MenuClose

NJ Recreational Cannabis Law Raises Questions for Employers

March 8, 2021


On February 22, 2021, Governor Phil Murphy legalized the recreational use of cannabis for persons age 21 and older with the signing of the New Jersey Cannabis Regulatory, Enforcement Assistance, and Marketplace Modernization Act (“CREAMMA”), which provides certain protections for consumers and employees.

This legislation raises important questions for employers concerning cannabis and the workplace.  Significantly, employers cannot refuse to hire, discharge, or discipline any individual simply because he or she uses cannabis outside of the workplace, even where such use was recreational.  The law also limits employers’ right to take actions against employees because the employee tests positive for cannabinoid metabolites.  These requirements are in addition to an employers’ duty under New Jersey law to accommodate employees who use medical marijuana outside of the workplace.

Maintenance of a Drug-Free Workplace

Despite its broad protections for employees who use recreational cannabis outside of the workplace, CREAMMA expressly recognizes employers’ ability to maintain and enforce drug-free workplace policies prohibiting the use, consumption, or being under the influence of cannabis in the workplace during work hours.  As the law specifically states, nothing in the new law requires an employer to permit or accommodate the use, consumption, being under the influence, possession, transfer, display, transportation, sale, or growth of recreational cannabis or cannabis items in the workplace.

Drug-Testing Requirements

The new law also does not prohibit employers from testing employees or applicants for cannabis use, but it does restrict employer tests for cannabis use to specific circumstances and further requires a specific procedure for testing.  For current employees, an employer may conduct a drug test where the employer (1) has a reasonable suspicion of an employee’s use of cannabis while on duty or during work hours; (2) observes signs that an employee is intoxicated or under the influence of cannabis at work; or (3) conducts the test following a work-related accident.  In addition, drug tests may be conducted randomly, as part of pre-employment screening, or regular screening of current employees to determine whether the employees are using cannabis during work hours.

Because, however, cannabis may be detectable for days or weeks after an individual last used it, CREAMMA requires that a drug test to determine whether cannabis was improperly used on duty involve two steps: (1) a scientifically reliable, objective testing method (including blood, urine or saliva tests) and (2) a physical evaluation by an individual with a “Workplace Impairment Recognition Expert” certification.  If the drug test and physical evaluation both determine that the employee was impaired while on duty, an employer may take an appropriate adverse action against the employee.

No exception for employees in safety-sensitive positions

Unlike other states that have legalized recreational cannabis use, CREAMMA does not contain any exception for employees in safety-sensitive positions, such as employees who operate heavy machinery.  Employers, however, who are subject to the United States Department of Transportation’s (“DOT”) drug-testing requirements for safety-sensitive positions, may continue to follow the DOT guidelines.  Nevertheless, CREAMMA makes clear that it does not supersede laws related to driving under the influence of marijuana or cannabis items or driving while impaired by marijuana or cannabis.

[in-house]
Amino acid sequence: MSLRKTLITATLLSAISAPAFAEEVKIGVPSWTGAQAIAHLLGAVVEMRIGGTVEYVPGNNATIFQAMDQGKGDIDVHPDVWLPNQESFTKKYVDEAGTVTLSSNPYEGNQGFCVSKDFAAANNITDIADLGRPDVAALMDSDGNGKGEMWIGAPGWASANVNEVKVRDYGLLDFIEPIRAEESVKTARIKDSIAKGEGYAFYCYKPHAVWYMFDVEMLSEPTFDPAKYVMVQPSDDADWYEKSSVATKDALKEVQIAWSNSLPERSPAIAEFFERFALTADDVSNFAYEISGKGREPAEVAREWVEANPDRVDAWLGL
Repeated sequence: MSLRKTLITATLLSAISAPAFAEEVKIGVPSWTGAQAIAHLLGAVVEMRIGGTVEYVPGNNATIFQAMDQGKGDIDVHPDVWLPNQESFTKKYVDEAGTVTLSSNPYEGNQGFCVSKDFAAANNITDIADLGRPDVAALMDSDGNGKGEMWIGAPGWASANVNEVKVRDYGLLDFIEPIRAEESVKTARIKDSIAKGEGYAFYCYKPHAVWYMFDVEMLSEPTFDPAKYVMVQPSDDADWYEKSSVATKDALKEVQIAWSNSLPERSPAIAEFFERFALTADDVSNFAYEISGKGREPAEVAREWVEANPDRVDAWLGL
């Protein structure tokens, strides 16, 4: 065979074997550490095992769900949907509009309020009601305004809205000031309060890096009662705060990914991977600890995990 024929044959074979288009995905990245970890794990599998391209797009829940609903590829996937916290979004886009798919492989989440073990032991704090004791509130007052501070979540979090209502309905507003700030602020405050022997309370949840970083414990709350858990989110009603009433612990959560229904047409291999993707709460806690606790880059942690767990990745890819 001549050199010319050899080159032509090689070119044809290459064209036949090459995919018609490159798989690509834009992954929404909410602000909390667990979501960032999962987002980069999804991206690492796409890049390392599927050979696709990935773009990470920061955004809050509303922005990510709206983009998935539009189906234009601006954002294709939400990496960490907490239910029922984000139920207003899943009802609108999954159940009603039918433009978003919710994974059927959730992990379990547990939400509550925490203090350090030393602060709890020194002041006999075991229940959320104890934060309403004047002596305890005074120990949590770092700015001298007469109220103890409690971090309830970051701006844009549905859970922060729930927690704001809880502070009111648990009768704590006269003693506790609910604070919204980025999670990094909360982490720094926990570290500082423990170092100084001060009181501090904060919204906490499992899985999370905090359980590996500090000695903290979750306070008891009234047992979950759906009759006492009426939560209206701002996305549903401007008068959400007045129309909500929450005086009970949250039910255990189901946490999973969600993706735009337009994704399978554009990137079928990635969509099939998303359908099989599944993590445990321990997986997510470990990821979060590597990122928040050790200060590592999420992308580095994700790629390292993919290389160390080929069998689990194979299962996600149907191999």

Exception for Federal Contractors

In addition to employers and employees subject to DOT guidelines, because cannabis remains an illegal drug under federal law, CREAMMA contains a carve-out for federal contractors.  If the provisions of the New Jersey law jeopardize an employer’s obligations under a federal contract, then the employer may test and take adverse actions against employees who have cannabis present in their systems, consistent with the terms of the employer’s obligations under the federal contract.

Impact of CREAMMA outside of New Jersey

CREAMMA may also impact employer’s actions outside the state of New Jersey.  Many states – including New York – maintain off-duty conduct laws that prohibit employers from taking adverse actions against employees for engaging in legal, off-duty conduct.  Thus, for example, if an employee uses recreational cannabis while off-duty in New Jersey, a New York employer may not be able to discipline or take other action against the employee for such use.

The employment related provisions of CREAMMA do not become enforceable until the Cannabis Regulatory Commission promulgates rules and regulations.  Nevertheless, employers should review and update workplace policies and practices concerning drug testing to ensure that they do not violate the new law, and employers should consult with legal counsel before taking any adverse action against an employee or prospective employee for use of cannabis.  In addition, because the Cannabis Regulatory Commission is expected to implement rules and regulations within the next 180 days, employers should also carefully monitor developments to ensure continued compliance with the law.

If you have any questions about how this new law will impact you and your employees, Montgomery McCracken’s Labor and Employment attorneys and Cannabis law attorneys are available to assist.